After 45 minutes, remove chicken from oven and spread each piece with some of the cilantro mixture. Return chicken to oven and roast for 10 more minutes.

Remove chicken from pan and serve with ginger-lime dipping sauce.

GINGER-LIME DIPPING SAUCE – makes 2/3 cup

2 cloves garlic
2 Thai bird chiles (I substituted about one tablespoon of diced jalapeno without seeds.)
1 teaspoon of chili-garlic sauce (available in the Asian section of most groceries)
2 tablespoons finely chopped fresh ginger
3 tablespoons fish sauce (also available in the Asian section of most groceries)
2 tablespoons fresh lime juice
¼ cup water
2 tablespoons brown sugar
2 tablespoons sugar

Chop garlic, chiles, and ginger finely (or mash them to a paste with a mortar and pestle). Place the chopped or mashed ingredients in a small bowl.

Add chili-garlic sauce, fish sauce, lime juice, water, and sugar. Stir to blend. Let sit for at least 10 minutes before serving.

10 Responses to “Lemongrass Chicken with Ginger-Lime Dipping Sauce”

  1. hungry dog says:

    This sounds great, yet another to bookmark. I hear you on the picture taking–sometimes you ust can’t get it done when you’ve got hungry people (including yourself) to feed. Happy new year!

  2. Gillian says:

    Thanks, Hungry Dog. I hope you got some good eating in over the holiday season. My only regret about the lemongrass chicken (besides not taking a pretty picture) is that I failed to consider how heavy my giant steel skillet would be with all that chicken in it. (I made one and half of this recipe.) I tried to take it out of the oven with one hand on the long handle. It tilted from the weight, and I burned the perfect shape of the end of the all-clad handle into my forearm. But I did not drop the chicken. That’s devotion.

  3. Suzie says:

    Basic question for a basic gal….What’s a “non-reactive” bowl?

  4. Gillian says:

    Hi Suzie: A nonreactive bowl as opposed to a bowl that might react with the food you put in it. Glazed ceramic is generally nonreactive (if it’s made to be a mixing bowl, anyway). Glass is good. Stainless steel is good. Reactive bowls might be copper, aluminum, some kinds of plastic.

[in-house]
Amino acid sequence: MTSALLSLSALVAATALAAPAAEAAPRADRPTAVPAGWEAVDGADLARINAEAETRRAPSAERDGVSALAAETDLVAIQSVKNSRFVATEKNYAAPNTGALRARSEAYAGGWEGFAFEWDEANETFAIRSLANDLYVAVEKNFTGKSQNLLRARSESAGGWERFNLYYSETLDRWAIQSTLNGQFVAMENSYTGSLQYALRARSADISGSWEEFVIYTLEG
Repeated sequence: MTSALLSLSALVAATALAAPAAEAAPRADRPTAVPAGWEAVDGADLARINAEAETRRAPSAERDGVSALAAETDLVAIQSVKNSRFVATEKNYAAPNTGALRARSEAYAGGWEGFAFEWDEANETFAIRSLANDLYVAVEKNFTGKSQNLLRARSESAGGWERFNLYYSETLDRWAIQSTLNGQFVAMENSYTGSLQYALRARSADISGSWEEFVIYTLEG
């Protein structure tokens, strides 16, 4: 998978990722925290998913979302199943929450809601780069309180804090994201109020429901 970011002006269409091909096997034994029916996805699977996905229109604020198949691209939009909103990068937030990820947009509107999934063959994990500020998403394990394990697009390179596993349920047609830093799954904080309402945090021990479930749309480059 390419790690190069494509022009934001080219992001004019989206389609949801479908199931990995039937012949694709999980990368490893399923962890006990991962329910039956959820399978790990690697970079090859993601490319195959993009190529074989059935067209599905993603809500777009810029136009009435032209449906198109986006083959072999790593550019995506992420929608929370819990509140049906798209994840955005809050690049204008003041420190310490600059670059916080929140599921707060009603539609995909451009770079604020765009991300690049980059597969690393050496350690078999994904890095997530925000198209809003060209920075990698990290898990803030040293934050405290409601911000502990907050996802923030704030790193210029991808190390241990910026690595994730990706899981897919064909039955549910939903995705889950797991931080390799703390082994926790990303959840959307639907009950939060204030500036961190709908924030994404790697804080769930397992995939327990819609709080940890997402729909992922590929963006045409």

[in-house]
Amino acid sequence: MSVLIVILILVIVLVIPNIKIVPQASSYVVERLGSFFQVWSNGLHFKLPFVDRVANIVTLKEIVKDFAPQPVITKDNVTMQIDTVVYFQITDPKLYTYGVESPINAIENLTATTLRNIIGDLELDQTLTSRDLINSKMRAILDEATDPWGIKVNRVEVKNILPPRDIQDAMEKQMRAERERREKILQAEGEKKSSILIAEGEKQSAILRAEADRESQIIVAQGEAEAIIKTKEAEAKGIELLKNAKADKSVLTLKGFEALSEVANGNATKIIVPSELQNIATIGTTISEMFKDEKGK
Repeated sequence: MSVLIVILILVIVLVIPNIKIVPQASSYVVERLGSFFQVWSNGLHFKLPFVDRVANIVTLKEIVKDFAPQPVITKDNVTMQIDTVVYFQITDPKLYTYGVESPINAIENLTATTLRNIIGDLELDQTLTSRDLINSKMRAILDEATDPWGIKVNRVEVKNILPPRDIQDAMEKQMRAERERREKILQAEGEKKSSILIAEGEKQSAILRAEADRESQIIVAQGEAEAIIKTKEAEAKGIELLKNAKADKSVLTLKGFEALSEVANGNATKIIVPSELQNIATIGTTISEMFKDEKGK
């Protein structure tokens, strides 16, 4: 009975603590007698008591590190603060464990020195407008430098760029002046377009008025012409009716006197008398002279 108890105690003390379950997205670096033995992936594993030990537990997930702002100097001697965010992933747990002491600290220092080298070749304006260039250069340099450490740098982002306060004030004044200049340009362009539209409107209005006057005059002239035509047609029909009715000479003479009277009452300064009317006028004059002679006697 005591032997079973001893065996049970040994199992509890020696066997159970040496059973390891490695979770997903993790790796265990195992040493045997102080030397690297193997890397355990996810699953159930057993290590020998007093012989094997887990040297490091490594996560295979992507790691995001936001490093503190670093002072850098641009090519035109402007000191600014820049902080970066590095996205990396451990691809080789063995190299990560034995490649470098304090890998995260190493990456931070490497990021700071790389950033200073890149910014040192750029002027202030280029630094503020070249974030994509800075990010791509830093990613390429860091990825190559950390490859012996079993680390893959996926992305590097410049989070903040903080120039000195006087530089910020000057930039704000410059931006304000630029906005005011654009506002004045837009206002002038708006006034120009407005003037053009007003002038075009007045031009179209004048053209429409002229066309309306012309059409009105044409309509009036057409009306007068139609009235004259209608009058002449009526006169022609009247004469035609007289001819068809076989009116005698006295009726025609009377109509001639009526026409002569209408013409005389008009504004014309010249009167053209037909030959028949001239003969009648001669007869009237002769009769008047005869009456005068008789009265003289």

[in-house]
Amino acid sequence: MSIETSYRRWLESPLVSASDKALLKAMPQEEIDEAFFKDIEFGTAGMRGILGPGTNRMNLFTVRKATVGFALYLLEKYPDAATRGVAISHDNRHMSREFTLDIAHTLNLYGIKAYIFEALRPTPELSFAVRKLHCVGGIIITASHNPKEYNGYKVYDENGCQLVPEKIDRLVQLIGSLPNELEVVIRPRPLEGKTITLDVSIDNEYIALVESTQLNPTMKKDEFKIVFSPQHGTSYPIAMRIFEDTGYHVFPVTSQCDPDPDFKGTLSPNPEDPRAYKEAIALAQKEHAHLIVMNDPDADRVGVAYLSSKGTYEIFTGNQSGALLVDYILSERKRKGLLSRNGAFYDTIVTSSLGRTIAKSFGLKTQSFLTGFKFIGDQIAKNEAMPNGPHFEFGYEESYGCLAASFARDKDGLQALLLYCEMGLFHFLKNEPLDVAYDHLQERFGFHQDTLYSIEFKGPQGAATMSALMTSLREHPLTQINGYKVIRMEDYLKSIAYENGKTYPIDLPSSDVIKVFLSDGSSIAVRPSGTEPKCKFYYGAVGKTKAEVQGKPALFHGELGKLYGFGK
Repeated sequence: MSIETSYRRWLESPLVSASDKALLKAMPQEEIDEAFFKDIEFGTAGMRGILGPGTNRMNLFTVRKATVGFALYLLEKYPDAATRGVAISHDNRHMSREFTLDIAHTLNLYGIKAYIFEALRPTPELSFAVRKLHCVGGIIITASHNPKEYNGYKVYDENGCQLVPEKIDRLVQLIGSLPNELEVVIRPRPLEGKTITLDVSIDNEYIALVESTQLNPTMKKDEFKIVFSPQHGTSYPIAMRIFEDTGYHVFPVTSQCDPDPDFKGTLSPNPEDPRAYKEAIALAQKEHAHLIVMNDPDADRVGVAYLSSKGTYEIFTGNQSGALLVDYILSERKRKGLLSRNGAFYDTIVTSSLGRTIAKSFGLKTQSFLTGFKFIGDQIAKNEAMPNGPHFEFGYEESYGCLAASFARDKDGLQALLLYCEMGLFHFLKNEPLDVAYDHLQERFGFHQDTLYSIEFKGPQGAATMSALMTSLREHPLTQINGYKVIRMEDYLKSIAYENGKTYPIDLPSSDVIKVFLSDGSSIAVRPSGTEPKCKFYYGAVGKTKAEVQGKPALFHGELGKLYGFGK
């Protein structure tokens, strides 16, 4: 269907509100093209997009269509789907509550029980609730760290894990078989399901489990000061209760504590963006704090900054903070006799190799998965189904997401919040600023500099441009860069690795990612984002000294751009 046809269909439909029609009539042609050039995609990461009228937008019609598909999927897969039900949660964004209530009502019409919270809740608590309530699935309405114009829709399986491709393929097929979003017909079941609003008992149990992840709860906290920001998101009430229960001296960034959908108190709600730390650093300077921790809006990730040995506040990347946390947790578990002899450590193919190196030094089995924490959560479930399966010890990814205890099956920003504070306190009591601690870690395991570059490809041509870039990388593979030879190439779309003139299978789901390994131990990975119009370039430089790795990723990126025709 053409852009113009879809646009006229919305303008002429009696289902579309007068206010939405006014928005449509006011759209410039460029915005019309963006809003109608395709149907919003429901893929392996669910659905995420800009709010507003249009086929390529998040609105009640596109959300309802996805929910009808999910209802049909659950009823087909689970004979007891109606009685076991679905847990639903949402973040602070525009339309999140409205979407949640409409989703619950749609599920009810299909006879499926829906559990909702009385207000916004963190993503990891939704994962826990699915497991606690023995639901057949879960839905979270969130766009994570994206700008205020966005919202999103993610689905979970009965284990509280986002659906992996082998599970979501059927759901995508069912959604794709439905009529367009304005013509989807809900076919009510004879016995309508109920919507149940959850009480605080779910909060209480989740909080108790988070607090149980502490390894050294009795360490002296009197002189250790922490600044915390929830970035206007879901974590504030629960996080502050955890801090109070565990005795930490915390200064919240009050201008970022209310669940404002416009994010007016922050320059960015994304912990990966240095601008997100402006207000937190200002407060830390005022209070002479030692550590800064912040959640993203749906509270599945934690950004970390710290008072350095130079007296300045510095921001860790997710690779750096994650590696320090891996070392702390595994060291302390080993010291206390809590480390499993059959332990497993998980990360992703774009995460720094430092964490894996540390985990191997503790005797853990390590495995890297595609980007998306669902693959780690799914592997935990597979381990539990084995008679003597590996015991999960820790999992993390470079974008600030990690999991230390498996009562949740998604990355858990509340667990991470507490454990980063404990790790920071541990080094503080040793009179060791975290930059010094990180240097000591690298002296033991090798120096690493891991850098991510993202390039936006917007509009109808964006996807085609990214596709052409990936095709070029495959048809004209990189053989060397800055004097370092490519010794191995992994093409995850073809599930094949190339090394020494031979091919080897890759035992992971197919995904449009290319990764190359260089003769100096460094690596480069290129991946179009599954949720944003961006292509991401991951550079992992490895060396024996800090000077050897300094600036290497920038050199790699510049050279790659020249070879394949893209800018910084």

5. Lisa Belt says:

    But the burn is an awesome tribal marking on your forearm. (the All-Clad Crazy Blog Lady Tribe)

  6. Gillian says:

    Yeah. I’m thinking All-Clad should give me a free pan or something for burning the shape of their handle onto my body. Some pan-designer somewhere worked long and hard choosing that exact taper to the very attractive handle.

  7. Cat says:

    This sounds really delicious. I love flavors that are bright and light. I love the flavors of the dipping sauce, too.

  8. Evan says:

    The marinade has begun… It seems dry, though. Will it really come out as moist and saucy as it looks in your photo?

  9. Gillian says:

    Hi Evan: The marinade itself isn’t all that moist, which is why I add some chicken stock and lime juice to the pan for the cooking. You don’t serve all that pan juice in the end. It works well for keeping the chicken moist while it cooks, but it’s too fatty to make a good sauce. Hence the dipping sauce. But perhaps I’m too late with this message?

  10. Evan says:

    As I stirred the chicken every few hours, it all seemed to moisten up on its own. In the end, it was yummy, and we enjoyed having new flavors at dinner, especially the lemongrass. This was a good recipe to stretch my skills, not that the recipe was hard, but that my skills needed stretching. What’s next?